It’d be inaccurate to classify Abbas Kiarostami’s 1990 film Close-Up as “suspense,” though it does get more gripping as it plays on, if more on a philosophical and spiritual level than a narrative one. Kiarostami based Close-Up on a bizarre 1989 incident in which a mentally unstable film buff named Hossain Sabzian befriended a middle-class Tehran family by pretending to be filmmaker Mohsen Makhmalbaf. Sabzian was charged with fraud, and Kiarostami filmed the trial, while also convincing the con man and his marks—the Ahankhah family—to recreate a few scenes from their story. Close-Up cuts between the documentary footage and the re-enactments, all while raising questions about why people escape into art, and the dotted lines that divide pretense and truth. The questions get more complicated as the judge’s verdict looms.
Close-Up was a landmark film in Iranian cinema, because it broke away from the gentle neo-realism that had previously been the hallmark of Iranian films, and subsequently reached a wider international audience on the festival circuit. It remains a bracing piece of work even now, not just for the issues it explores, which are fairly standard art-film fare, but for the way Kiarostami explores them. Close-Up is formally daring, starting with a 15-minute pre-credits sequence that follows a journalist as he takes a cab up to the Ahankhahs’ home on the day the police arrest Sabzian. The lengthy scene—a re-enactment—allows Kiarostami to establish the story quickly, yet once he’s done that, Kiarostami shifts his interest away from the journalist and toward the cabbie, as the man asks for directions, talks about how he doesn’t watch movies, and kicks a can around on a sun-dappled autumn morning. Much later in the film, Kiarostami continues the scene from the journalist’s point of view, and at last lets us see Sabzian get nabbed, in a moment almost Hitchcockian in its tension. But from the outset, the director lets us know that this won’t be some sensationalistic crime story. Close-Up is more about the power of images, and how what’s on the screen at any given moment can hold our attention completely, even if it has nothing to do with “the story.”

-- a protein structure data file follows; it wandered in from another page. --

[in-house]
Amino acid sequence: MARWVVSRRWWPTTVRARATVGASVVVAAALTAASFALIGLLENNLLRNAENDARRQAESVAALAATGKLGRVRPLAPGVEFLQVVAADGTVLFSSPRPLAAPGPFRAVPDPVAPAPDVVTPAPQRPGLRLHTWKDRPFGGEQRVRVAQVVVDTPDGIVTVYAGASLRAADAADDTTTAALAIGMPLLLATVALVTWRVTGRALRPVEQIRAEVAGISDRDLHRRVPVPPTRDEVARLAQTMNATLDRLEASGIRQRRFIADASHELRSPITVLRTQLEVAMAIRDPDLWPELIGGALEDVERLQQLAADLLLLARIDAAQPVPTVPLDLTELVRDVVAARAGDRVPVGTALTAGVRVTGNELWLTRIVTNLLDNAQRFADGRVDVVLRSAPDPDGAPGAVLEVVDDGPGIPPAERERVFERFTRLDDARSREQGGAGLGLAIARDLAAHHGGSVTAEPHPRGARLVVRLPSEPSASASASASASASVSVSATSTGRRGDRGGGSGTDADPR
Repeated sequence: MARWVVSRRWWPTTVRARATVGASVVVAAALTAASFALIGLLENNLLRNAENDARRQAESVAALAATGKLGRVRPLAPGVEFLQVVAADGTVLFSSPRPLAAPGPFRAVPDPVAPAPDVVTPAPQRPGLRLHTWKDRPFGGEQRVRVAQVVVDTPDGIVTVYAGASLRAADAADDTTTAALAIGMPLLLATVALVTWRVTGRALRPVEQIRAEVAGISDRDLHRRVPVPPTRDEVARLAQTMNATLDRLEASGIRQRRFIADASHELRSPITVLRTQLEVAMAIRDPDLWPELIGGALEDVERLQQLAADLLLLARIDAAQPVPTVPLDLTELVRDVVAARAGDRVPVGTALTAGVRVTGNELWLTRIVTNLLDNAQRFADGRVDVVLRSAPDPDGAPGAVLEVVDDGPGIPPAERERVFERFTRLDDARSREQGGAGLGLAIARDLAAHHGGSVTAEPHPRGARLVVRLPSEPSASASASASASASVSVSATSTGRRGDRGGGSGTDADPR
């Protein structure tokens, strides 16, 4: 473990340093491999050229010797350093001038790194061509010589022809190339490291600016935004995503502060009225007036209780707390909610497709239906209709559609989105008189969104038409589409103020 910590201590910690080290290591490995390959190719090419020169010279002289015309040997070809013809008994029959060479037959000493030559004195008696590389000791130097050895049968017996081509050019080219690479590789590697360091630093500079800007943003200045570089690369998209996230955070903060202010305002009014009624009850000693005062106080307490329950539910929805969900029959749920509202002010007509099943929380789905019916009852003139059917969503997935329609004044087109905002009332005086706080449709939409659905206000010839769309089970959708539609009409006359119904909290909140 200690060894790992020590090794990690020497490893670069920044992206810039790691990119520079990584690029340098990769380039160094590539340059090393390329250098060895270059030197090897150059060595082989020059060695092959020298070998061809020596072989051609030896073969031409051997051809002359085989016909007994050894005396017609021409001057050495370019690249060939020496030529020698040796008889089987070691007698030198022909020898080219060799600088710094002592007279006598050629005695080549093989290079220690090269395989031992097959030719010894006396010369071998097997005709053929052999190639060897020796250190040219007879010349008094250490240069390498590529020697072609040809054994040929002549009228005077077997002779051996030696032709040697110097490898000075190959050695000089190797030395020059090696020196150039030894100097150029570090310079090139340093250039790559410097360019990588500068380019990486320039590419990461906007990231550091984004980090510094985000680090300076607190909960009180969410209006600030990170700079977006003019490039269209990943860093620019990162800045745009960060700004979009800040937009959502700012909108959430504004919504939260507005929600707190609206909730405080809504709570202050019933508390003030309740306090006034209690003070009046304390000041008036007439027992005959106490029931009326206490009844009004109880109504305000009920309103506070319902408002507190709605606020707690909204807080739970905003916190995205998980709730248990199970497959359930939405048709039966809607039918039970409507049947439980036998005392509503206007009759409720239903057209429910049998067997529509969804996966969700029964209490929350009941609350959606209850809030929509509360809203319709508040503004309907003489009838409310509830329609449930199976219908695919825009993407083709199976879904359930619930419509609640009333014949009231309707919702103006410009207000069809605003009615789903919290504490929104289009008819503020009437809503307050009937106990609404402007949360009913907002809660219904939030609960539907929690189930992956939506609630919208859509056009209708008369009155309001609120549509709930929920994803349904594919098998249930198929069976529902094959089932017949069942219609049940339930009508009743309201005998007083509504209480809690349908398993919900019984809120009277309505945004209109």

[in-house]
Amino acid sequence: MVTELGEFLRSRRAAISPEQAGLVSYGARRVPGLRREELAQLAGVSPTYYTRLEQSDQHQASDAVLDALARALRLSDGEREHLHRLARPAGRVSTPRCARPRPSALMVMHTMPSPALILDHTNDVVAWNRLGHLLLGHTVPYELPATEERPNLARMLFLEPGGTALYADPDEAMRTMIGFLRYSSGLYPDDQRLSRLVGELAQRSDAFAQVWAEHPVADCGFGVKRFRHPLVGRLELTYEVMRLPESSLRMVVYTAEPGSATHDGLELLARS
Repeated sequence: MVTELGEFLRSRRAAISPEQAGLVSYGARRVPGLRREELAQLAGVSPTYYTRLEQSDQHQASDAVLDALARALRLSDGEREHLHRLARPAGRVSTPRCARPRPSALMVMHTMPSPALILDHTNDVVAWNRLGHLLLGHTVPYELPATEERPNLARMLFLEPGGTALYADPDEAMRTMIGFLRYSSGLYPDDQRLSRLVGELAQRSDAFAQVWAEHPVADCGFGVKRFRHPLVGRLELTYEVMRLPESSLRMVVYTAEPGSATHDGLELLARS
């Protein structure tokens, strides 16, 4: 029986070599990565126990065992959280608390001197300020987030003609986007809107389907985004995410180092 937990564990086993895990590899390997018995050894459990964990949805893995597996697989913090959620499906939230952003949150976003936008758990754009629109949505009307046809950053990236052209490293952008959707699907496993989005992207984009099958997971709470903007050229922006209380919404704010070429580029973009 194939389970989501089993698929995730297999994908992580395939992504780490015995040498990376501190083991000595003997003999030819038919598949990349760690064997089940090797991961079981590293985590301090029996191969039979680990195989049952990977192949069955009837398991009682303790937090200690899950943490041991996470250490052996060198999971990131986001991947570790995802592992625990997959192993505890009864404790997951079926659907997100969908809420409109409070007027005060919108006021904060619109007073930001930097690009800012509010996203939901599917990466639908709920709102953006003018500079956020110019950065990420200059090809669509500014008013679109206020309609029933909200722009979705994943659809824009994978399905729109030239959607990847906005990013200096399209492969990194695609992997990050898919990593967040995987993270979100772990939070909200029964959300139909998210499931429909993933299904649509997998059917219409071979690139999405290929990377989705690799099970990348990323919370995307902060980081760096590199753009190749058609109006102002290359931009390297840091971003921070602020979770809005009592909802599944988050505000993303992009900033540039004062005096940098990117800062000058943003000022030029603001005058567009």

Kiarostami extends that theme of how movies shape reality into his documentary footage, as when he interviews cops who insist that “people out to con others have a certain look,” and when he films the testimony of Sabzian, who says he understands that Kiarostami’s camera will be his “audience.” The testimony—held in tight, static close-up—makes up the bulk of the movie, and Sabzian’s natural-sounding response to the judge’s questions contrasts sharply with his stiffer performance in the re-enactments. And yet when the Ahankhahs’ grown son is asked to respond to Sabzian’s contrition, he complains, “I get the impression that he’s still playing a role.” (Which in fact he may have been, since Kiarostami reportedly scripted a lot of Sabzian’s replies.) The facts frequently get tangled up in Close-Up’s staging, especially at the end, when the audio cuts in and out just as Sabzian meets Makhmalbaf in person. Are these real seams showing, or have these seams been manufactured by Kiarostami to make his movie look more “real?” And what does it say about Kiarostami that in documenting the tale of a wannabe filmmaker, he ropes all concerned into working for him, to make a movie about his concerns, not theirs? Perhaps it says only that Kiarostami is a true artist, not a phony. Because true artists know how to manipulate people without getting arrested.
Key features: A commentary track by Mehrnaz Saeed-Vafa and Jonathan Rosenbaum, two candid half-hour interviews with Kiarostami, a documentary about Sabzian’s sad life six years after Close-Up’s release, and—best of all—the complete 1974 Kiarostami feature film The Traveler, about a boy who skips school to go to a soccer match.